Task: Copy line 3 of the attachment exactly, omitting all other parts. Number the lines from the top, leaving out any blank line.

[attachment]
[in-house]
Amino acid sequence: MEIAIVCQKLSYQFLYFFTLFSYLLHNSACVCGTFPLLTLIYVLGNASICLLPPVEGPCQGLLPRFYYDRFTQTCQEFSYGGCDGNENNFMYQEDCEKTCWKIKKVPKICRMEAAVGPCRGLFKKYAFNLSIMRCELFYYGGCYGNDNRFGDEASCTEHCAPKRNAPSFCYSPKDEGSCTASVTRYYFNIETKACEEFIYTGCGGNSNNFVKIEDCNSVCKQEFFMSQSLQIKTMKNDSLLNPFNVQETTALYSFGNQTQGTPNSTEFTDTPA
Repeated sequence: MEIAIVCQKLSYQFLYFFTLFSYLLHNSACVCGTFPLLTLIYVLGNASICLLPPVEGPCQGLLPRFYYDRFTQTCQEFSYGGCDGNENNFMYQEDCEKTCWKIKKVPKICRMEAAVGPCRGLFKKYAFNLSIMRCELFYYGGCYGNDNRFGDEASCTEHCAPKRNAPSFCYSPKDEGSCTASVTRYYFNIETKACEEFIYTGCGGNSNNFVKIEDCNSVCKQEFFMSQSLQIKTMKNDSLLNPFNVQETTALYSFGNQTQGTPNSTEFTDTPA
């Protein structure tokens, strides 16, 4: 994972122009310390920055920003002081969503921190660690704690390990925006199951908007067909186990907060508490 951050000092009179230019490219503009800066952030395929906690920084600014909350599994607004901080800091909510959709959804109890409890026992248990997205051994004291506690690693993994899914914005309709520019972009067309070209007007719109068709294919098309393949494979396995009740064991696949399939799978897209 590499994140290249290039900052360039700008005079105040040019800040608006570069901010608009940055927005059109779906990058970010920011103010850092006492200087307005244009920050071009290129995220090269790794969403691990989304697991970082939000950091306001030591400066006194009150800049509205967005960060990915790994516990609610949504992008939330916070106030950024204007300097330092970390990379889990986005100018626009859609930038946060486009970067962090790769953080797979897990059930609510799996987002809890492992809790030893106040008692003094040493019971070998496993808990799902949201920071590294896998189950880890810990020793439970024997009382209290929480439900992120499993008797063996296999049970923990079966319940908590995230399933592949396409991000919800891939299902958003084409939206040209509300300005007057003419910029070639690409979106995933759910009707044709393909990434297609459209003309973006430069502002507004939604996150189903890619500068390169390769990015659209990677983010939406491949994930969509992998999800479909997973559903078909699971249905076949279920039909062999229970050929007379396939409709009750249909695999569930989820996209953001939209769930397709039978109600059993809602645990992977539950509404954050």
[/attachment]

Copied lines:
Repeated sequence: MEIAIVCQKLSYQFLYFFTLFSYLLHNSACVCGTFPLLTLIYVLGNASICLLPPVEGPCQGLLPRFYYDRFTQTCQEFSYGGCDGNENNFMYQEDCEKTCWKIKKVPKICRMEAAVGPCRGLFKKYAFNLSIMRCELFYYGGCYGNDNRFGDEASCTEHCAPKRNAPSFCYSPKDEGSCTASVTRYYFNIETKACEEFIYTGCGGNSNNFVKIEDCNSVCKQEFFMSQSLQIKTMKNDSLLNPFNVQETTALYSFGNQTQGTPNSTEFTDTPA